By Richard Cowan and Susan Cornwell
WASHINGTON (Reuters) - U.S. lawmakers returned to regular business on Thursday and prepared to play their annual charity baseball game, one day after a man who had expressed anger toward President Donald Trump opened fire on Republican legislators, leaving a senior congressman in critical condition.
Vice President Mike Pence said he visited on Thursday morning the Washington hospital where Steve Scalise, the No. 3 Republican in the U.S. House of Representatives, was being treated for injuries to internal organs, broken bones and severe bleeding after being shot in the left hip.
Scalise, 51, and three others were wounded when a man identified as James Hodgkinson, 66, from the St. Louis suburb of Belleville, Illinois opened fire on Republican lawmakers in Alexandria, Virginia practicing for the charity game. The others wounded were a police officer, a congressional aide and a lobbyist.
The charity game, pitting Republican lawmakers against their Democratic colleagues, was set to proceed as scheduled at 7:05 p.m. (2300 GMT) at Nationals Park, home of the Washington Nationals Major League Baseball team, with thousands of spectators expected in the stands.
Representatives for MedStar Washington Hospital Center and Scalise offered no updates on his condition on Thursday morning.
Trump, after visiting the Louisiana Republican at the hospital, on Wednesday said Scalise was "in very tough shape - but he is a real fighter."
The gunman died after being wounded in a gunfight with police. He had a history of posting angry messages against Trump and other Republicans on social media.
The Federal Bureau of Investigation is investigating the attack, which has raised questions about lawmakers' security, renewed the nation's contentious debate over guns and drawn fresh attention to the harsh rhetoric that reflects the deep political divisions in America.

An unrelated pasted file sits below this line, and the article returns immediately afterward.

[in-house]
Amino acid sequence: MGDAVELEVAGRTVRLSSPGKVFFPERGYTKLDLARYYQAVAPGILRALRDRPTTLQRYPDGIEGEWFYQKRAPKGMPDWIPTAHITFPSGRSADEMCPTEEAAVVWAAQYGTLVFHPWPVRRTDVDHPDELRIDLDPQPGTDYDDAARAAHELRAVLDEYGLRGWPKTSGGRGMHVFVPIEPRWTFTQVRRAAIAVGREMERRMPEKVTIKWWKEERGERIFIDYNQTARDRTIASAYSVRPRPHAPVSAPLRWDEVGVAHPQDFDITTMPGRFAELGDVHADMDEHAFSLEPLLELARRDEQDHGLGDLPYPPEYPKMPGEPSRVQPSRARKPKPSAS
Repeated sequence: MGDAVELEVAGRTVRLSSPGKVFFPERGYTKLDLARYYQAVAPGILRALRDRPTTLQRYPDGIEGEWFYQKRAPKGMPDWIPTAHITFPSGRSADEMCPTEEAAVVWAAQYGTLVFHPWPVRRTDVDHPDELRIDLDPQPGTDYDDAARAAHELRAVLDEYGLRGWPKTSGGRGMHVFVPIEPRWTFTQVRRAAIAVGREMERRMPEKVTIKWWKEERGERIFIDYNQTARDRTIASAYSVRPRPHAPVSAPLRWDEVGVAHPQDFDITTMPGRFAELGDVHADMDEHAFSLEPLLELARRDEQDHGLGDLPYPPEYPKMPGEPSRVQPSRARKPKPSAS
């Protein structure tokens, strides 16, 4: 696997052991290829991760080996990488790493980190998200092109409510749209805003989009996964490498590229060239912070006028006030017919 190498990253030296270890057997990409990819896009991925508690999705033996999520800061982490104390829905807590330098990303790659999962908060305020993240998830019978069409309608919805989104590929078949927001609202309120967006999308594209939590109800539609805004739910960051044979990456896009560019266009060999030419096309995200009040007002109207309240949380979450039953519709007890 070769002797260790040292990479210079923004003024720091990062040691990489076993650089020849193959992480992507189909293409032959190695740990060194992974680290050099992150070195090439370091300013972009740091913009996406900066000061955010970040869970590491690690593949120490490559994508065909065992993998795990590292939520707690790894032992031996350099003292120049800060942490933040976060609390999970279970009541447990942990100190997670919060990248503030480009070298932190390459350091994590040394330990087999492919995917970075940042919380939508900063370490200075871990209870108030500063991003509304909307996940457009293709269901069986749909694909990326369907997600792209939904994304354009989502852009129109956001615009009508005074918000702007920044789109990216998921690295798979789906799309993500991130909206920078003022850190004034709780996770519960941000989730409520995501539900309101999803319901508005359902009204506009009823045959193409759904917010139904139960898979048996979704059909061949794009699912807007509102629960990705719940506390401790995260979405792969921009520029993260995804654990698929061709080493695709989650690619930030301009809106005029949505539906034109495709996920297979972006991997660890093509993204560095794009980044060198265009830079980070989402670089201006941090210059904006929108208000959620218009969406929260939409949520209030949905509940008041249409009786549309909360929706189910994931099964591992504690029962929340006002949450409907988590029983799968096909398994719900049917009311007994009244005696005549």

"Civility is indeed a part of civilized government and an open political system, and if you let these forces play out you end up in a very bad spot. And I think what happened yesterday was symptomatic of it," Republican Representative Mark Sanford told MSNBC on Thursday.
After the shooting, Republicans at the practice returned to the U.S. Capitol clad in practice uniforms and described a chaotic scene dodging a hail of bullets. The House and Senate got back to normal business on Thursday.
Trump called for unity in remarks at the White House on Wednesday, but Sanford and other Republican lawmakers also pointed to the president's own harsh rhetoric.
"I would like to see the president stay off of Twitter," Republican Senator John Thune told MSNBC, adding that lawmakers had to do their part to tone down comments and work with the opposing party.
The two team managers, Republican Representative Joe Barton and Democratic Representative Mike Doyle, both vowed that their squads would win the charity game.
"I did tell Joe that I love him before the game and I love him after the game. But during the game, we're going to play to win, and I know Joe's team is going to do the same thing," Doyle said on Wednesday.
(Reporting by Richard Cowan Susan Cornwell; Additional reporting by David Morgan; Writing by Susan Heavey; Editing by Will Dunham)